Tessier-Lavigne gave his defense of the liberal arts prominent placement in his remarks to various campus communities, and he did not hedge his position in any way. That he had distinguished himself in his own career in the applied sciences made his defense all the more remarkable: he was not defending home turf. And though he was addressing Stanford in particular, everything he said applied to colleges and universities broadly. All students can be expected to change jobs frequently in their lives, all need to be prepared to fill jobs that will evolve rapidly and to work with people with varied cultures and backgrounds, and would benefit from his prescription: “a broad-based education.”
The one thing Tessier-Lavigne did not do was draw attention to the dispositive role of employers in determining the fate of the liberal arts. “We are fighting against most of society, a society which is driving students to focus rather than broaden,” he said. He elaborated: “This focus on immediate prospects…comes very strongly from parents but also from students, from peers, and others….” But parents and students are merely reacting to the signals that prospective employers send out in the job market. If employers were to signal an appreciation of the liberal arts, students and parents would notice.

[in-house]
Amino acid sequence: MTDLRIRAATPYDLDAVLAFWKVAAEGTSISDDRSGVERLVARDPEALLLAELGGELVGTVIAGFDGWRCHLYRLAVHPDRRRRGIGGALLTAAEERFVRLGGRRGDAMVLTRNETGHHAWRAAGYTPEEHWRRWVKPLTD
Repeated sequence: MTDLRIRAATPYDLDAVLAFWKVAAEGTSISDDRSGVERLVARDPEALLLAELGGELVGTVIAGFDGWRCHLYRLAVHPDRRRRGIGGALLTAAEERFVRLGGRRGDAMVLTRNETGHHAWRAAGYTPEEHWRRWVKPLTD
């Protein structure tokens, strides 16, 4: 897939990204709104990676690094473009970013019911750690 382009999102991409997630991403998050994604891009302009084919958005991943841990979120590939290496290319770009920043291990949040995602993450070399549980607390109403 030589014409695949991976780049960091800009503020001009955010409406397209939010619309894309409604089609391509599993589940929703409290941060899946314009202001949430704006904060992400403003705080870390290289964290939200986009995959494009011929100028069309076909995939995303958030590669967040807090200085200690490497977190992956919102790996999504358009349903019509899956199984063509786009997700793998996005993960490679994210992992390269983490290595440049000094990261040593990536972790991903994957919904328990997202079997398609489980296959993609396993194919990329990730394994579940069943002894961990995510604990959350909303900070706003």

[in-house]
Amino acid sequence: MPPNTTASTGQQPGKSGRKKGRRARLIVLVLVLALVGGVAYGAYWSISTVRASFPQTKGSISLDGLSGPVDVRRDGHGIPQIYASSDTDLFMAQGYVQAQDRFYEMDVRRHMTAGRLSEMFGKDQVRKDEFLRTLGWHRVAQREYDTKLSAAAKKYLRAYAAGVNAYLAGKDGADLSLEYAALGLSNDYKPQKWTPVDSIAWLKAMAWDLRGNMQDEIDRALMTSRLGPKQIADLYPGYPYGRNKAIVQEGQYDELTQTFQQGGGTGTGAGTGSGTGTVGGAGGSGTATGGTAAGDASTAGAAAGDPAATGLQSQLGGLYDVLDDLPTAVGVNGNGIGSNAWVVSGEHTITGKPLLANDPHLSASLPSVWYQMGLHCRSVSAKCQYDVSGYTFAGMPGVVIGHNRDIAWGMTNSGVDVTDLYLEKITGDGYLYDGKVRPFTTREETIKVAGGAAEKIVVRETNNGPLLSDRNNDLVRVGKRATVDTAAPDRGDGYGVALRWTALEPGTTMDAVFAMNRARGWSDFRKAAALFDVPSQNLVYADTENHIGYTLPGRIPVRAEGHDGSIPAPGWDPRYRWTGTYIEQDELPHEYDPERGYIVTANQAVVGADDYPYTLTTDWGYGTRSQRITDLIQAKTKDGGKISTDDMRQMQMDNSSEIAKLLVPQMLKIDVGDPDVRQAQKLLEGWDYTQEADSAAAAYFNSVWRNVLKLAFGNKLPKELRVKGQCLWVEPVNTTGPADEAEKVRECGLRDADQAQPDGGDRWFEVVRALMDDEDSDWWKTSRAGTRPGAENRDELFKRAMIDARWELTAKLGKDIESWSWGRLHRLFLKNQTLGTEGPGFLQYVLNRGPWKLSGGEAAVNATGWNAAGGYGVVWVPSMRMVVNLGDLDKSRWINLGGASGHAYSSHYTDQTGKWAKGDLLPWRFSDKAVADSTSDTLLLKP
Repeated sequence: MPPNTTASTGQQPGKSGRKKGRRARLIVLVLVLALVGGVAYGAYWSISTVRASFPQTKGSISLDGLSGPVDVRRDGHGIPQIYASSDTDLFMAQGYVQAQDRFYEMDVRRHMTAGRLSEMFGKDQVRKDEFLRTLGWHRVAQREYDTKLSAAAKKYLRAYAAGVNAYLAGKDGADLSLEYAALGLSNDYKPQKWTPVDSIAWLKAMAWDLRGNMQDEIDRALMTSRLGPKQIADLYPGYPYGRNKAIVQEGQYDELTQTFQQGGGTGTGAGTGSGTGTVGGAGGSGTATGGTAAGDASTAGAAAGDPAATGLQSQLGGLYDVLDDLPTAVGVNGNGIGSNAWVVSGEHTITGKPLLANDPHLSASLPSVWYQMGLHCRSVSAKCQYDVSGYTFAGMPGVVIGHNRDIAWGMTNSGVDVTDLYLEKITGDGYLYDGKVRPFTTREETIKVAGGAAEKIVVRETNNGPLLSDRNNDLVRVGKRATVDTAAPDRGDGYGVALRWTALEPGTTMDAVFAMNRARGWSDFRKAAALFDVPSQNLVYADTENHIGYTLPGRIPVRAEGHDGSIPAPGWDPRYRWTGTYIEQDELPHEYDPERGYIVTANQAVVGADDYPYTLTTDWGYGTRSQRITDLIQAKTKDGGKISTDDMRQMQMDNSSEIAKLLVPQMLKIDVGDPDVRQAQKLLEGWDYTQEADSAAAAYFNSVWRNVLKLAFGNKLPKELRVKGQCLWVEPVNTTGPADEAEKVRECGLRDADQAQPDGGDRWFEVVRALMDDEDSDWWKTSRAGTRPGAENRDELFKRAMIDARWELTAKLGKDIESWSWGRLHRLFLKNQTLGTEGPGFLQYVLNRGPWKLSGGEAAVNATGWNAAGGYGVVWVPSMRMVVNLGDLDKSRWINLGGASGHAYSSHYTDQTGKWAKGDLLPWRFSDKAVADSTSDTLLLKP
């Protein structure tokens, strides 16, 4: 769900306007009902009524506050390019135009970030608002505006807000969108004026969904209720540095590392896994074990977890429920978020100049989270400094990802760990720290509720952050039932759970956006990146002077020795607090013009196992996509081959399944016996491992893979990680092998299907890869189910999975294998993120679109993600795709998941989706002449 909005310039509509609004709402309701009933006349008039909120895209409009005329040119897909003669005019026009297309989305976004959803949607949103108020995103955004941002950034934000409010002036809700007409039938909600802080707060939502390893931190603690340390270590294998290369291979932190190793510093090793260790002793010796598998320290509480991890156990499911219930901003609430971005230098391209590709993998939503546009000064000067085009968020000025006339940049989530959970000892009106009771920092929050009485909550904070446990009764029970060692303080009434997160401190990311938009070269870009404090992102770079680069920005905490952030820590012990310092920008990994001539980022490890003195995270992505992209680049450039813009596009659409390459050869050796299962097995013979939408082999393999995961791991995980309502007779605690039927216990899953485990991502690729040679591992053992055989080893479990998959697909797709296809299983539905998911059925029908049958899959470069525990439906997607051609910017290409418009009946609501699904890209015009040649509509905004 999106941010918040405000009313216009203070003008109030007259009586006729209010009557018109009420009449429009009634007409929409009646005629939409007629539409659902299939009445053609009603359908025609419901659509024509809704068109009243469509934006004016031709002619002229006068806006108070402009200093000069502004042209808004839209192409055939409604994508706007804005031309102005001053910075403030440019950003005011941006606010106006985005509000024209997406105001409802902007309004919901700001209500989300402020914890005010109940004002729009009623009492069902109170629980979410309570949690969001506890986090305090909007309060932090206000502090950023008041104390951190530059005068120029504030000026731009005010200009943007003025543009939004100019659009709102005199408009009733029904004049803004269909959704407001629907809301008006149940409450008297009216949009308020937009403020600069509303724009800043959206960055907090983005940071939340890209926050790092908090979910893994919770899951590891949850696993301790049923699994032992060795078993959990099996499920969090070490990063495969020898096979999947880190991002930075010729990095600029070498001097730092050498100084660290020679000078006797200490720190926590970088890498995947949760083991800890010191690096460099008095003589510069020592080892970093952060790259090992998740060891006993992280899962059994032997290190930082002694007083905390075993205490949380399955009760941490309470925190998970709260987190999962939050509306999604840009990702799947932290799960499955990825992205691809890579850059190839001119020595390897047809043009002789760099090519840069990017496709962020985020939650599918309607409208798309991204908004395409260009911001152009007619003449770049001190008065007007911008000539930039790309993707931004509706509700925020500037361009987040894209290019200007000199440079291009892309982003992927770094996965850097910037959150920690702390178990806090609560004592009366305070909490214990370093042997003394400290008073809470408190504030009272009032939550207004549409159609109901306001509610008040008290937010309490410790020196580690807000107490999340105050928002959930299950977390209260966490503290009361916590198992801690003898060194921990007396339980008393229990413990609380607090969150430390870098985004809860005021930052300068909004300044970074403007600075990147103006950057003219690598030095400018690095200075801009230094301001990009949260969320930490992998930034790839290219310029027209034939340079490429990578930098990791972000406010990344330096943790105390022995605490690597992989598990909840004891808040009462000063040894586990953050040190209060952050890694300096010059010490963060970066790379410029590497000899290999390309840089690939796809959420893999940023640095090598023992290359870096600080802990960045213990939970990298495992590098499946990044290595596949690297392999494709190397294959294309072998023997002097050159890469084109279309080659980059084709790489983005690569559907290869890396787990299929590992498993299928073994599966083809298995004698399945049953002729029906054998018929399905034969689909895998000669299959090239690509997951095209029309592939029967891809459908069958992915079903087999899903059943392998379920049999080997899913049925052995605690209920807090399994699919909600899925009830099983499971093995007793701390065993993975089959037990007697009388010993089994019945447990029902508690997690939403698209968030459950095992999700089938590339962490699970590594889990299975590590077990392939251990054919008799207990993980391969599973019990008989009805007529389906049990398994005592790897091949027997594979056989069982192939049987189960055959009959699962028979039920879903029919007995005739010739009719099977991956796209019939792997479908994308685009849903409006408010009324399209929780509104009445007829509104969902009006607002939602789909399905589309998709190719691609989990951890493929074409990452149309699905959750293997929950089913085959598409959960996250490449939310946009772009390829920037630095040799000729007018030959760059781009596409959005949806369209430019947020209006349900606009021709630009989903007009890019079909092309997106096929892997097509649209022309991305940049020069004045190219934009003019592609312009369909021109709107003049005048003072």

The humanities majors profiled in this book are contrarians. They selected their majors in the face of abundant evidence that they would have considerable difficulty finding professional work upon graduation, and difficulty did come. Their stories were presented … to show that when employers give them the chance, their workplace experiences provide tangible proof of the claimed usefulness made on behalf of the liberal arts—that the liberal is the vocational….
The unifying theme than runs through the stories presented in this book is the overarching importance of character, encompassing an appetite for intellectual challenge, the defiant rejection of the easiest paths, the capacity to work hard, the drive to reach higher. Students at any campus who happen to love studying a liberal arts subject, who are willing to dive deeply and excel, should take heart in the stories here. It is character that shines through…